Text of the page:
Despite a rough welcome to the world, fate sent a mother to the twins after their father abandoned them. They were passed around by their maternal aunts for a short period in their adolescence before a friend of their late mother had taken them in and raised them as her own. The childless Eucharia Benson had eagerly given them a home and her husband’s name.
The only downside was her fervent religion.
She had been an avid church-goer, moving from one prayer house to another. Chisom and Amauche grew up used to early morning invocations, tearful prayers in the middle of the night and sometimes no sleep at all as they nodded through countless vigils.
So, naturally, when Chisom’s strange behavior was finally noticed at the age of fifteen, it was put down to spiritual influences. She needs to be delivered, Aunty Eucharia informed them.
Amauche disagreed. She had always been the curious, open-minded one, weary of the incessant prayers and willing to open a book. Early on in life, she had decided her twin sister was bipolar.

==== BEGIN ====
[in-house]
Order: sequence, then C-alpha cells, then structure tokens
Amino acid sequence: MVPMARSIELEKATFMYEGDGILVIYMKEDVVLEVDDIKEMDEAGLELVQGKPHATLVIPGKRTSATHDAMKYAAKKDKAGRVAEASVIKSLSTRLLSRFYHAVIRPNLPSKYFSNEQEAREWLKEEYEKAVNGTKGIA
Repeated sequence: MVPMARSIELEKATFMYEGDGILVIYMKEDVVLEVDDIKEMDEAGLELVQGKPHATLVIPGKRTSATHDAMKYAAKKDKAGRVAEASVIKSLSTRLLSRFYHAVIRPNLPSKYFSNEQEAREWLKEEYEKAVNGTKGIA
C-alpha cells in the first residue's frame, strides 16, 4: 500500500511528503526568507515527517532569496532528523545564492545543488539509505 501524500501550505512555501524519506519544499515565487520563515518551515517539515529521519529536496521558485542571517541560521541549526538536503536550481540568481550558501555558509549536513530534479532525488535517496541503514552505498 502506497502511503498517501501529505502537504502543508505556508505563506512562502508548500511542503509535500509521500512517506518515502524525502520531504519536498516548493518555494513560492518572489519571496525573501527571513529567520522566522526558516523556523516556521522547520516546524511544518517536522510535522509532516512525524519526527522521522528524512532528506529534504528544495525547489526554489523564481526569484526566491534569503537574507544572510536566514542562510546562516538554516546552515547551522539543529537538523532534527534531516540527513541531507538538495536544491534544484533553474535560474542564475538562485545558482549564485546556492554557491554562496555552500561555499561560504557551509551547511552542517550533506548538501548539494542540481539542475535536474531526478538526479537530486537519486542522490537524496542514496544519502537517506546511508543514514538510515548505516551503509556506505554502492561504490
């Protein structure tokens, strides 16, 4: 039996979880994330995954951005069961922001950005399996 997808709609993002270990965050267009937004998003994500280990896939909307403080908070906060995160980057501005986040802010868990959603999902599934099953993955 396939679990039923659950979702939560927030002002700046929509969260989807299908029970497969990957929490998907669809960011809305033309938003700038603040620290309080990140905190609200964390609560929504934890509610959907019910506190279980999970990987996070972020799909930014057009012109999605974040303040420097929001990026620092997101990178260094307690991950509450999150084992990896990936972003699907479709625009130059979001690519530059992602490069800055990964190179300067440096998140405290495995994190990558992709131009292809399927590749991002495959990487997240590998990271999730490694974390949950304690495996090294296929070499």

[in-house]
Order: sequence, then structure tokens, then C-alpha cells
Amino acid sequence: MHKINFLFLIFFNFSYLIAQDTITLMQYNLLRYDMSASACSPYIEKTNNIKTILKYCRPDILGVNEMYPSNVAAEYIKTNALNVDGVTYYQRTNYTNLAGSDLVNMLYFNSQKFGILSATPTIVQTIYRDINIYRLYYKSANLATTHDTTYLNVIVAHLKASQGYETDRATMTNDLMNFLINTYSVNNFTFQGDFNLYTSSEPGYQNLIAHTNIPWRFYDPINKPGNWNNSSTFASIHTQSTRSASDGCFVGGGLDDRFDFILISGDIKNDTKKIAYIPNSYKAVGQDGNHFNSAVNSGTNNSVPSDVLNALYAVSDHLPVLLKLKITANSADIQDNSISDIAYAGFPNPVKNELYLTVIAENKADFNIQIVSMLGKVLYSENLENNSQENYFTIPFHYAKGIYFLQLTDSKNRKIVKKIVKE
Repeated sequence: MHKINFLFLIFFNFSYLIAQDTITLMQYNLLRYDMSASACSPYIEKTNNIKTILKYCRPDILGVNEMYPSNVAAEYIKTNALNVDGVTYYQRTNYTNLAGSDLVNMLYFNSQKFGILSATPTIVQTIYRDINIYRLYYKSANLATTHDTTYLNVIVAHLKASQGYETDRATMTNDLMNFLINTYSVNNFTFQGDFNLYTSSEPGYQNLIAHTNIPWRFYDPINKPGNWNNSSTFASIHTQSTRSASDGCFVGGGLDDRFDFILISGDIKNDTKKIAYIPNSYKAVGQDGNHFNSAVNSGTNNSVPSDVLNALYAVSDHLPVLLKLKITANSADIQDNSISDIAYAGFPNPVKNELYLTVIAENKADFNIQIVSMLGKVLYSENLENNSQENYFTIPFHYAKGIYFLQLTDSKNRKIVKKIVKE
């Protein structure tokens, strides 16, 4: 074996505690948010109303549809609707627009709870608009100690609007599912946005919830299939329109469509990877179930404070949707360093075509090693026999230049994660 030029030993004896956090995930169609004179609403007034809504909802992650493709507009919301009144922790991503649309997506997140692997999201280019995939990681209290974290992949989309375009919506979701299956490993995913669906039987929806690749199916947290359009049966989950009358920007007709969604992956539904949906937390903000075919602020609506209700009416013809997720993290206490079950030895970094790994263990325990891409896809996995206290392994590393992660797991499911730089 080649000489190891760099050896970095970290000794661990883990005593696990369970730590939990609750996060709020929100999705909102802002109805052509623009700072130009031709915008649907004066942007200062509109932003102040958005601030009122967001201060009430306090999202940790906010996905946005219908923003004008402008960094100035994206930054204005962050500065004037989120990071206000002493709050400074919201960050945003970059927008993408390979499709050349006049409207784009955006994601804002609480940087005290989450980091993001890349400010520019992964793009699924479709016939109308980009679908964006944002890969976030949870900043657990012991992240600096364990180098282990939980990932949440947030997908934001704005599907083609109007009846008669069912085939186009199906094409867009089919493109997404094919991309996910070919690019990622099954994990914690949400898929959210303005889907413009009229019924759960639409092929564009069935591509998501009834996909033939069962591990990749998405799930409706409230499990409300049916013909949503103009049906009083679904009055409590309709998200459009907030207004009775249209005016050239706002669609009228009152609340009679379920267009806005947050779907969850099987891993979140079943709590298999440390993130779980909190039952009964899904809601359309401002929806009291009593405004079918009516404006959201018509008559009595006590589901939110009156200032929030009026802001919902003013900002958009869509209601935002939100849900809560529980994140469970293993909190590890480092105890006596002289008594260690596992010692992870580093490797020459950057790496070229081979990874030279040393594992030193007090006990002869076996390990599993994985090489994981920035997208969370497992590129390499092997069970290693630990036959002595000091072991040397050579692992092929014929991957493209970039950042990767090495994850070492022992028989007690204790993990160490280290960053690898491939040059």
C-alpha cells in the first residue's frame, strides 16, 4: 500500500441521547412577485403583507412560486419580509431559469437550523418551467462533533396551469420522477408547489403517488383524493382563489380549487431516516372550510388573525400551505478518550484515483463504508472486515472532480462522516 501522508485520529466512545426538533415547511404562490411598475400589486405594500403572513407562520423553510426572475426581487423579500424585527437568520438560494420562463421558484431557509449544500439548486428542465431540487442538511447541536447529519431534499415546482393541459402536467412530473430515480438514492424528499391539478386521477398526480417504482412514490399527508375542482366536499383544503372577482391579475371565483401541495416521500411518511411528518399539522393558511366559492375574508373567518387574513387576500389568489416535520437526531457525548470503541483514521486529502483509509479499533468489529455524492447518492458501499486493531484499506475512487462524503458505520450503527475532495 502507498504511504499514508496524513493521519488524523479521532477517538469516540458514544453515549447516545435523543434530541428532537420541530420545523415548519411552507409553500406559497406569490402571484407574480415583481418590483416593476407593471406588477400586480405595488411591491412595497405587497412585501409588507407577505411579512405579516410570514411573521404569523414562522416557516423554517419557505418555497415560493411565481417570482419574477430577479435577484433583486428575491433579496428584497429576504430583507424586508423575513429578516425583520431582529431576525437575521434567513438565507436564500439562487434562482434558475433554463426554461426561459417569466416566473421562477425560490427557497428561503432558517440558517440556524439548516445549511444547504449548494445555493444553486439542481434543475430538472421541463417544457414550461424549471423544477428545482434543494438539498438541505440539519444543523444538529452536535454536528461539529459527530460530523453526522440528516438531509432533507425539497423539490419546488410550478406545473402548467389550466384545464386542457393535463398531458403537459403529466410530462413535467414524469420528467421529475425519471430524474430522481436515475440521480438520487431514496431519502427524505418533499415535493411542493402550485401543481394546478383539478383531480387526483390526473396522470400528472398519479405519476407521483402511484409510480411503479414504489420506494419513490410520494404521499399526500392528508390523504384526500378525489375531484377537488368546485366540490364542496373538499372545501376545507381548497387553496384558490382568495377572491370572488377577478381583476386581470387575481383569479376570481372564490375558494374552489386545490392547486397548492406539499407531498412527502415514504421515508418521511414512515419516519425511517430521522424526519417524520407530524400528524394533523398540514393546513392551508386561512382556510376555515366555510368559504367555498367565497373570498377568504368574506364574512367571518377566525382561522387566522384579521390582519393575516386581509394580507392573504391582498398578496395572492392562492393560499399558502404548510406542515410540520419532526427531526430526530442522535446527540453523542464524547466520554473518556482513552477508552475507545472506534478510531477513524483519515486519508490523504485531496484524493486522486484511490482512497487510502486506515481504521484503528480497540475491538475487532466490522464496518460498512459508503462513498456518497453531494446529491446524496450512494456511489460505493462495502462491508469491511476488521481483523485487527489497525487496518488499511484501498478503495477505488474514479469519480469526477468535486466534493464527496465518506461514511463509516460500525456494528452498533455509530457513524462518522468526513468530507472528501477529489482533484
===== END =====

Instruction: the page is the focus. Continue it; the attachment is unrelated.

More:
To her, it was the only rational explanation for her twin’s mood swings. Chisom was almost always on two extreme ends of different emotion- she was annoyingly optimistic and cheerful or she was depressed and disenchanted with everything, surly and antagonistic. Amauche covered up for her as best as she could, but their Aunt Eucharia eventually noticed the sour moods in the teenager who was usually sweet-natured.
“Marine spirit.” She declared, after running a trained spiritual eye over her adopted daughter. “The pastor has always said there was an unclean spirit interested in you girls. We’re going to see him tomorrow.”